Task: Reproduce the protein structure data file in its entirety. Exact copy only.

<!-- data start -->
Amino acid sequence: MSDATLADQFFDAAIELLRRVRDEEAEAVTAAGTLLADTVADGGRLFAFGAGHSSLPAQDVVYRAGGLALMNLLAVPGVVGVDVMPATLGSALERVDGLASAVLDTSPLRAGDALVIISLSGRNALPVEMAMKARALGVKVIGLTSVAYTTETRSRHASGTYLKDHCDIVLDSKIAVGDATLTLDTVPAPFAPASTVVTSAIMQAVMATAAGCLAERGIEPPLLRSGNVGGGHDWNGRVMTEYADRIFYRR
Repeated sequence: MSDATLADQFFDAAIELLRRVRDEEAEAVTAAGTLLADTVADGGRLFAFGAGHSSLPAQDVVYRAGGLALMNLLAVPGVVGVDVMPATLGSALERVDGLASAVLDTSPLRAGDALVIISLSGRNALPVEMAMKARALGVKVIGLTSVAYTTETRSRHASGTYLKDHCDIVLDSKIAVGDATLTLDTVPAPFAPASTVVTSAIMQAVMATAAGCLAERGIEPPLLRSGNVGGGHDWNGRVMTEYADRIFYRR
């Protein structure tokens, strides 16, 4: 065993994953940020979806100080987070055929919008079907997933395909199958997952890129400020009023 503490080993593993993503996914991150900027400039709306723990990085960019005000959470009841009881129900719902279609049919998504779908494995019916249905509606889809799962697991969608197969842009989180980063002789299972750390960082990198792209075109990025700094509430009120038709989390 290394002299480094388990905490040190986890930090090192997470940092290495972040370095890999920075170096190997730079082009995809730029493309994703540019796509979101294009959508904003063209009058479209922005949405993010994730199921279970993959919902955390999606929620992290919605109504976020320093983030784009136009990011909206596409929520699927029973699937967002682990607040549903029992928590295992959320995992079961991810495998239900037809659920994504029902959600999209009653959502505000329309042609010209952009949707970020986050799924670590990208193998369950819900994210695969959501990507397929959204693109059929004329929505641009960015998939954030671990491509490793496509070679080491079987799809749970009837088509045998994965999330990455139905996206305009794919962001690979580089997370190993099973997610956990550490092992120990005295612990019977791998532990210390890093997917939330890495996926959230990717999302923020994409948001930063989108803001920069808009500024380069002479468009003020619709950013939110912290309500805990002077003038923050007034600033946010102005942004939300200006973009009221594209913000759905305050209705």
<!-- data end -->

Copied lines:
Amino acid sequence: MSDATLADQFFDAAIELLRRVRDEEAEAVTAAGTLLADTVADGGRLFAFGAGHSSLPAQDVVYRAGGLALMNLLAVPGVVGVDVMPATLGSALERVDGLASAVLDTSPLRAGDALVIISLSGRNALPVEMAMKARALGVKVIGLTSVAYTTETRSRHASGTYLKDHCDIVLDSKIAVGDATLTLDTVPAPFAPASTVVTSAIMQAVMATAAGCLAERGIEPPLLRSGNVGGGHDWNGRVMTEYADRIFYRR
Repeated sequence: MSDATLADQFFDAAIELLRRVRDEEAEAVTAAGTLLADTVADGGRLFAFGAGHSSLPAQDVVYRAGGLALMNLLAVPGVVGVDVMPATLGSALERVDGLASAVLDTSPLRAGDALVIISLSGRNALPVEMAMKARALGVKVIGLTSVAYTTETRSRHASGTYLKDHCDIVLDSKIAVGDATLTLDTVPAPFAPASTVVTSAIMQAVMATAAGCLAERGIEPPLLRSGNVGGGHDWNGRVMTEYADRIFYRR
């Protein structure tokens, strides 16, 4: 065993994953940020979806100080987070055929919008079907997933395909199958997952890129400020009023 503490080993593993993503996914991150900027400039709306723990990085960019005000959470009841009881129900719902279609049919998504779908494995019916249905509606889809799962697991969608197969842009989180980063002789299972750390960082990198792209075109990025700094509430009120038709989390 290394002299480094388990905490040190986890930090090192997470940092290495972040370095890999920075170096190997730079082009995809730029493309994703540019796509979101294009959508904003063209009058479209922005949405993010994730199921279970993959919902955390999606929620992290919605109504976020320093983030784009136009990011909206596409929520699927029973699937967002682990607040549903029992928590295992959320995992079961991810495998239900037809659920994504029902959600999209009653959502505000329309042609010209952009949707970020986050799924670590990208193998369950819900994210695969959501990507397929959204693109059929004329929505641009960015998939954030671990491509490793496509070679080491079987799809749970009837088509045998994965999330990455139905996206305009794919962001690979580089997370190993099973997610956990550490092992120990005295612990019977791998532990210390890093997917939330890495996926959230990717999302923020994409948001930063989108803001920069808009500024380069002479468009003020619709950013939110912290309500805990002077003038923050007034600033946010102005942004939300200006973009009221594209913000759905305050209705």